Zumhagen also noted that the exact hours of what is being called the “busway” is still under consideration. According to the plan, “The core of 14th Street (3rd to 9th Avenues eastbound and 3rd to 8th Avenues westbound) will serve as an exclusive ‘busway’ with rush hour restriction, with bus lanes and Select Bus Service (SBS) added there in the next year.”

Christine Berthet, co-chair of the Community Board 4 (CB4) Transportation Planning Committee, said that she expects that the DOT will present to the board about the plan, and there is still a fair amount of time until work is slated to begin in 2019.

Berthet said it is clear that there is going to be a lot of traffic on those streets and residents should be concerned. “No matter which was you look at it, 15th, 16th, 17th streets are going to be affected,” she said.

The board would like to see what mitigation measures the DOT will be applying for those side streets, she said. “We have to take some drastic measures [so] that those residential streets are not overwhelmed, not swamped by traffic,” she said by phone.

Longtime W. 15th St. resident Janet Charleston said the street has illegal bus and truck traffic, and the sign at the corner is not enforced. Photo by Scott Stiffler.

Councilmember Corey Johnson’s office declined to comment for this article.

Retzos pointed to what happened about two years ago when W. 17th St. between Seventh and Eighth Aves. was closed due to construction work for a condominium project. There was gridlock — and that was just one block, he said.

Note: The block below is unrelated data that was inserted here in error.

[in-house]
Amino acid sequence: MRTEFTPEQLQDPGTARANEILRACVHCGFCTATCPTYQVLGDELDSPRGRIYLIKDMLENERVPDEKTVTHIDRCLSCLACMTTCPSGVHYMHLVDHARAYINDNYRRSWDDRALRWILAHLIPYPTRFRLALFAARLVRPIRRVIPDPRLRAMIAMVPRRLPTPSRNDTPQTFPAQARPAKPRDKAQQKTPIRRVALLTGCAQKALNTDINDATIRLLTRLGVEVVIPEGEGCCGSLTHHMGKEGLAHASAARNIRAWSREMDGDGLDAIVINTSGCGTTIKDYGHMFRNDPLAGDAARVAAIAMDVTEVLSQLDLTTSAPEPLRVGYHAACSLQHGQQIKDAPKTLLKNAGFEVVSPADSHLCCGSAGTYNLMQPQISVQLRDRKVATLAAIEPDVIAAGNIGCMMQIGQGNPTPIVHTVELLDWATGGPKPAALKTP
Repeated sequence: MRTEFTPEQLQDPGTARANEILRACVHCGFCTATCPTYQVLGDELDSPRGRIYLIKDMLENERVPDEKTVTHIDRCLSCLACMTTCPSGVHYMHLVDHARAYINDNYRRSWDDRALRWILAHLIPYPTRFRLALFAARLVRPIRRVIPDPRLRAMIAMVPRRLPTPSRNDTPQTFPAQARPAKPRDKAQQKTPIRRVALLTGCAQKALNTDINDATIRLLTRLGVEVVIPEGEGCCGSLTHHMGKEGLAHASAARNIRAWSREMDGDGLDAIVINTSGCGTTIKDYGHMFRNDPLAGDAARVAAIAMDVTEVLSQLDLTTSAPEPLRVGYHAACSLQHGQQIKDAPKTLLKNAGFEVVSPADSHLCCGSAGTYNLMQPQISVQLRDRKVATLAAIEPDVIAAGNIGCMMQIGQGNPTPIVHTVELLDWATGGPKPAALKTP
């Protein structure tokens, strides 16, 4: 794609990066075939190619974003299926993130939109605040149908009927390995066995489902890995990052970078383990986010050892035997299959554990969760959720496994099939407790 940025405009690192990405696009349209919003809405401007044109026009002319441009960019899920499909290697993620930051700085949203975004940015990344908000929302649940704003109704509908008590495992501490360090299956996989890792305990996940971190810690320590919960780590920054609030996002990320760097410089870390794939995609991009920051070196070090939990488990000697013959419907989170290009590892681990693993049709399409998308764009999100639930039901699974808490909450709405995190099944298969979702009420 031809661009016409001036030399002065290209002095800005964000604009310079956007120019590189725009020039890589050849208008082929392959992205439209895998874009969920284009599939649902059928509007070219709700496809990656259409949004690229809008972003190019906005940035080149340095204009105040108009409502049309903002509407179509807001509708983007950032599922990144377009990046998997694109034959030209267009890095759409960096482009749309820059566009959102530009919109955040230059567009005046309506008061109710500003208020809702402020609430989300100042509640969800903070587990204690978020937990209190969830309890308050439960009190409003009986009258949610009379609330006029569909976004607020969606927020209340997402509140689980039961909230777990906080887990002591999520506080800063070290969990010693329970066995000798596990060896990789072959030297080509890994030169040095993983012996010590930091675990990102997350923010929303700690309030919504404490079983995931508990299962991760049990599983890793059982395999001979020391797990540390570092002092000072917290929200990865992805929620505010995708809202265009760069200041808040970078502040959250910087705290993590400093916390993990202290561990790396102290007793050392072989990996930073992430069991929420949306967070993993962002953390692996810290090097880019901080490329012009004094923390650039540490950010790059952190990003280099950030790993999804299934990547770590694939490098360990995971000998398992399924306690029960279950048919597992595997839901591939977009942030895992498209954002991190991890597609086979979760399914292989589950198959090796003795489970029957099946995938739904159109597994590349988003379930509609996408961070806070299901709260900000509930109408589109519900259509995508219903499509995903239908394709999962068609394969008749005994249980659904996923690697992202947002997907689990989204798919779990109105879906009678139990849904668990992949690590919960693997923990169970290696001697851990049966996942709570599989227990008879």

“I think the neighborhoods are going to be screwed,” he said.

Another issue is that W. 15th St. is not built to handle more vehicles, and there are concerns about damaging the foundation, and, possibly, the utilities, such as gas lines, that run underneath. “Our streets are not made for the increased traffic,” Retzos said. “They are not reinforced.”

Charleston agreed, saying the street was not constructed to take that weight.

The street already has traffic problems, she said. “We have a lot of illegal bus and truck traffic already,” she said by phone. “When the big huge trucks [go by], the buildings rumble and shake.”

Charleston pointed out that W. 15th St. is the next westbound street, and there is a bike lane slated for W. 13th St., which is also westbound. The DOT “will add Manhattan’s first two-way protected crosstown bike lane to 13th St.,” according to the plan.

Currently, cars get backed up on the street, she said, and “People just lay on the horn and they don’t let up until they get through.”